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J Obstet Gynaecol. 2013 May;33(4):406-11. doi: 10.3109/01443615.2013.771159.

The relationship of maternal age to molar pregnancy incidence, risks for chemotherapy and subsequent pregnancy outcome.

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Department of Medical Oncology, Charing Cross Hospital, London, UK.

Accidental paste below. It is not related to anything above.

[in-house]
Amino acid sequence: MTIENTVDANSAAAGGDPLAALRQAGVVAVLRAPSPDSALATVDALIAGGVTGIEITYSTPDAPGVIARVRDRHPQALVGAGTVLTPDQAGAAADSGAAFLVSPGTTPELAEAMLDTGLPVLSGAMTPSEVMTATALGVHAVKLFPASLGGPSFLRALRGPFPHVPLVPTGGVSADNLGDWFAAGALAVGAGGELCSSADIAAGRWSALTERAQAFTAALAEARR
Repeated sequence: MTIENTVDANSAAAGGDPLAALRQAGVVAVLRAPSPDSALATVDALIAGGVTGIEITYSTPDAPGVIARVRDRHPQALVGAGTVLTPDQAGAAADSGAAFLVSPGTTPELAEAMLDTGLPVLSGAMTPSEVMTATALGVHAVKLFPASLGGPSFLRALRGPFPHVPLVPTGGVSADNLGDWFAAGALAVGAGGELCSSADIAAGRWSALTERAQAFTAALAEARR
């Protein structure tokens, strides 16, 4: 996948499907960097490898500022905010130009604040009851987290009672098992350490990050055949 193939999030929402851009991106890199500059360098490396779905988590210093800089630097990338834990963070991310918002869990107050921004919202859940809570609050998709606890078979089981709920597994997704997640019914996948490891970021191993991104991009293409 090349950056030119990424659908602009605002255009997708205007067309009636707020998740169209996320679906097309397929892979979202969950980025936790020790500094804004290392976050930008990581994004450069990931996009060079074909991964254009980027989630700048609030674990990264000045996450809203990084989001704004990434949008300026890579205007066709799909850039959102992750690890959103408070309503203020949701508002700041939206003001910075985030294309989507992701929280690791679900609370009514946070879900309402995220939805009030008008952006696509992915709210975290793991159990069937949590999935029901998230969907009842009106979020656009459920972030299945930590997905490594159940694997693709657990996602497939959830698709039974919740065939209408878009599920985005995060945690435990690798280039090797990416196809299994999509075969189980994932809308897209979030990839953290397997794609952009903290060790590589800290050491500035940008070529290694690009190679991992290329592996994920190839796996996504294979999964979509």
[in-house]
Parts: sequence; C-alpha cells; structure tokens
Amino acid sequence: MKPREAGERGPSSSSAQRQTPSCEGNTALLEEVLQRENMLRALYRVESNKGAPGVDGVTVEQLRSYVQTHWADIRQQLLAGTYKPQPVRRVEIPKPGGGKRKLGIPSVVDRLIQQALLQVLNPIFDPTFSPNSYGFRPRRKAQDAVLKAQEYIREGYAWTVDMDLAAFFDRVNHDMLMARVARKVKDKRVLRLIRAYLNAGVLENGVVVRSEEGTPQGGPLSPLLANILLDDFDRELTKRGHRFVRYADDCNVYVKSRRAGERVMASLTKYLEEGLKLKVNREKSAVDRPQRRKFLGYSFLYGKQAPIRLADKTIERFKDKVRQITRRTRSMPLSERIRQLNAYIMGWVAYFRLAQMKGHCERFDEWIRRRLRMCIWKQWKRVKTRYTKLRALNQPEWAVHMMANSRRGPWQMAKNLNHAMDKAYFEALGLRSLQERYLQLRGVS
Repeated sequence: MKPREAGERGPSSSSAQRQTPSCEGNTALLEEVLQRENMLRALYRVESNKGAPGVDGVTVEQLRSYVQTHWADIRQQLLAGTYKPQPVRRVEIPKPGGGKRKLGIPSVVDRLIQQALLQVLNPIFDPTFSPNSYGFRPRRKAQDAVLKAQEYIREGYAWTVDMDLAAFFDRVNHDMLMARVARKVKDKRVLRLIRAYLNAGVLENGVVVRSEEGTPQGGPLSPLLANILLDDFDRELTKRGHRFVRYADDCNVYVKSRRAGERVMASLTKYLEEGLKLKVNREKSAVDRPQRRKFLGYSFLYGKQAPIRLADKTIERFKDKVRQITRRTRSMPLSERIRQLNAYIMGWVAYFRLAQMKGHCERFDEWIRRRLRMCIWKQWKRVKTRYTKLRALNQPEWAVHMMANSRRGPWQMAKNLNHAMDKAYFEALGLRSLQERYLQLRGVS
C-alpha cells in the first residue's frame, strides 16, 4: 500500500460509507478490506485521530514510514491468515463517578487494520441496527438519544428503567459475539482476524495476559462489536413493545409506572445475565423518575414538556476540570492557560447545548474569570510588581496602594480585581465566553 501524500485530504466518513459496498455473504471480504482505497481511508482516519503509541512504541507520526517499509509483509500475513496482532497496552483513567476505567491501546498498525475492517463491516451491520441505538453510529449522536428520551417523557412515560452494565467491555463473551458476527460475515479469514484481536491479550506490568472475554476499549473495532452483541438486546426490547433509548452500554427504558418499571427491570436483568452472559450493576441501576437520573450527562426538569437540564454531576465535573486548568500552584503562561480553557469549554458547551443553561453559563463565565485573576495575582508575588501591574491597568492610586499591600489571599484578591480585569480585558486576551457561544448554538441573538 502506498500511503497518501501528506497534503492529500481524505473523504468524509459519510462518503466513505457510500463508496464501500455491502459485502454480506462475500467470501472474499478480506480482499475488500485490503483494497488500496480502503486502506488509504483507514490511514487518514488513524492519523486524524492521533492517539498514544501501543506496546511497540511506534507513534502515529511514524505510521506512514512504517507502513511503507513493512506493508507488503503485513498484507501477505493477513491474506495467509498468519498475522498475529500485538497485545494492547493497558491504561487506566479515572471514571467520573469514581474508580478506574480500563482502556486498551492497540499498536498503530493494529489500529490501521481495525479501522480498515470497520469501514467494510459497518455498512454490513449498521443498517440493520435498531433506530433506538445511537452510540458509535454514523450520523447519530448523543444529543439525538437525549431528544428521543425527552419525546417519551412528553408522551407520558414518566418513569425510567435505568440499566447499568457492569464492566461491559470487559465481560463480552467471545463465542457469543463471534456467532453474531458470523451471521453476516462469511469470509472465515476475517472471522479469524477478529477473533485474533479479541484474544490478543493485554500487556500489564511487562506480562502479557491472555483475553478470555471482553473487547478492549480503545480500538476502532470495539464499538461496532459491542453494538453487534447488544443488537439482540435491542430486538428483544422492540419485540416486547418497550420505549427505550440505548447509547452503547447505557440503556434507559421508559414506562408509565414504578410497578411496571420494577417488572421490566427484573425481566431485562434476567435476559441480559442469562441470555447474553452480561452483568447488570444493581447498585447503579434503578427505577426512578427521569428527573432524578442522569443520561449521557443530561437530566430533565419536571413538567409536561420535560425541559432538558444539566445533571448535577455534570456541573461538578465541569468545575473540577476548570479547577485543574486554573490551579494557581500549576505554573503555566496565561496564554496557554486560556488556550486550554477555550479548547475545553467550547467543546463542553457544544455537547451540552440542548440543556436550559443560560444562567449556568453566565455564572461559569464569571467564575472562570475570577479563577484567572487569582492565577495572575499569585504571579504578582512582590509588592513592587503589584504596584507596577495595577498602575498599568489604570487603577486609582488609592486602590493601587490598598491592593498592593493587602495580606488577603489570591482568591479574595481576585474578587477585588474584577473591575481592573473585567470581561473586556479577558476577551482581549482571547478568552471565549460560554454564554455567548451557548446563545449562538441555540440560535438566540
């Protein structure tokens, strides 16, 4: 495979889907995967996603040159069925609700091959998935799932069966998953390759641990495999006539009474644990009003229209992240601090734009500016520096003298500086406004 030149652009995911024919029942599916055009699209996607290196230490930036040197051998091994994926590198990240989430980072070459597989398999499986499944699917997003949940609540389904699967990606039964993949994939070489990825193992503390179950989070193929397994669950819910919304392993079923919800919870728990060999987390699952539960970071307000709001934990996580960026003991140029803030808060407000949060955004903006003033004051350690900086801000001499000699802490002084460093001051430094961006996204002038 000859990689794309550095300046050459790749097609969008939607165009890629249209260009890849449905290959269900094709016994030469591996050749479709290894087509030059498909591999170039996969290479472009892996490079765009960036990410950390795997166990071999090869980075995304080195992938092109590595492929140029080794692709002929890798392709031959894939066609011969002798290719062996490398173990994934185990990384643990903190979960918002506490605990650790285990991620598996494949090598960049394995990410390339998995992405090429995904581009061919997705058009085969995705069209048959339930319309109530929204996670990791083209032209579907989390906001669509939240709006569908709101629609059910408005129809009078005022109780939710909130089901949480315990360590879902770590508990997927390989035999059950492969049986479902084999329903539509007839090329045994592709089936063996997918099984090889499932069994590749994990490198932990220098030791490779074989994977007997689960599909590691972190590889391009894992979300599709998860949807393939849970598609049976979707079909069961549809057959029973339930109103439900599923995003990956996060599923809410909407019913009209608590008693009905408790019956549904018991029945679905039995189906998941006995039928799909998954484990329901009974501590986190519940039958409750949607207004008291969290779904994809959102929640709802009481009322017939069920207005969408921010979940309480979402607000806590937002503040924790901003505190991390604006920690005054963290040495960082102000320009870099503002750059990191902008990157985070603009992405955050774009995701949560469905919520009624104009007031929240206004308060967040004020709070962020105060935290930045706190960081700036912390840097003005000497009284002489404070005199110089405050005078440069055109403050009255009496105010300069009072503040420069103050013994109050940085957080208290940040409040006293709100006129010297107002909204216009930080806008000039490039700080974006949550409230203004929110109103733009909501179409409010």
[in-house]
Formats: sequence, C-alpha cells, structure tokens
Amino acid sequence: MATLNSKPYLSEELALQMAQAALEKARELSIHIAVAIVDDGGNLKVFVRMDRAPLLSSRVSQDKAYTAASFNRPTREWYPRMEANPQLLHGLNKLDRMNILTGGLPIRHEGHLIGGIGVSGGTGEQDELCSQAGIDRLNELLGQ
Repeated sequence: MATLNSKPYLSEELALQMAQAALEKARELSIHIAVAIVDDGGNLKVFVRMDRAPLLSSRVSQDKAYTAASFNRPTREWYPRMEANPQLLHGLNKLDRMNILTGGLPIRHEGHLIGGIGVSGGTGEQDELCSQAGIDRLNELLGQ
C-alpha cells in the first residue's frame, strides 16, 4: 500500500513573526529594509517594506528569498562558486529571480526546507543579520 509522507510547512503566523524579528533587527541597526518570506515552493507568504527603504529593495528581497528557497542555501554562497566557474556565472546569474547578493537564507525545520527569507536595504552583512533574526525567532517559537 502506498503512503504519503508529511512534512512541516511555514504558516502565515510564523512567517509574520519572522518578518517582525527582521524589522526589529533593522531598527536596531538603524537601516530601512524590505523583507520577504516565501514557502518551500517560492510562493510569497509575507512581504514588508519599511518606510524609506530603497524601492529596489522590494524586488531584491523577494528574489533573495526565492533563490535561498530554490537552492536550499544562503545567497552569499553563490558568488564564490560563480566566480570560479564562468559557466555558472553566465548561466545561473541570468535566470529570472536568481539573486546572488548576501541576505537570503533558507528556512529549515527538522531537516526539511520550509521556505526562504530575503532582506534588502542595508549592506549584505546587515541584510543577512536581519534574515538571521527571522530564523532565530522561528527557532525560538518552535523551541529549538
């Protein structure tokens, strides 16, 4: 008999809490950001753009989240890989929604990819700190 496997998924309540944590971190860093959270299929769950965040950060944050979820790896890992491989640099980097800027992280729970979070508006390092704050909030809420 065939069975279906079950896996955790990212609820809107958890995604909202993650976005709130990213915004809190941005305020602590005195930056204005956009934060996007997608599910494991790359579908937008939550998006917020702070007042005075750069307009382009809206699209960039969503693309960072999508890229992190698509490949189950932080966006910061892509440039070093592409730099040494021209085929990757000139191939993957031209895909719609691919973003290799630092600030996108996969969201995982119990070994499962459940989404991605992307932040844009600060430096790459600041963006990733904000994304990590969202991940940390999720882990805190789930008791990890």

The national registration and treatment service for molar pregnancies in the UK allows for the collection of accurate data on this relatively rare diagnosis. In England and Wales, between 2000 and 2009, 5,793 patients with complete moles and 7,790 with partial moles were registered, compared with a total of 8,242,511 conceptions. The overall molar pregnancy incidence was 1 for every 607 conceptions (complete mole 1:1,423; partial mole 1:1,058), but with major variations with age. For complete moles, the risk varied from < 1:1,000 for ages 18-40, to 1:156 for women aged 45 and 1:8 for those aged 50 and above. The overall risk of requiring chemotherapy after a complete mole was 13.6% and 1.1% for partial mole, while the risk of a further molar pregnancy in the next conception was 1:68 but each of these figures have considerable variations with age. These modern statistics on molar pregnancy risks and outcomes should be of value to clinicians and their patients, while discussing this rare diagnosis.

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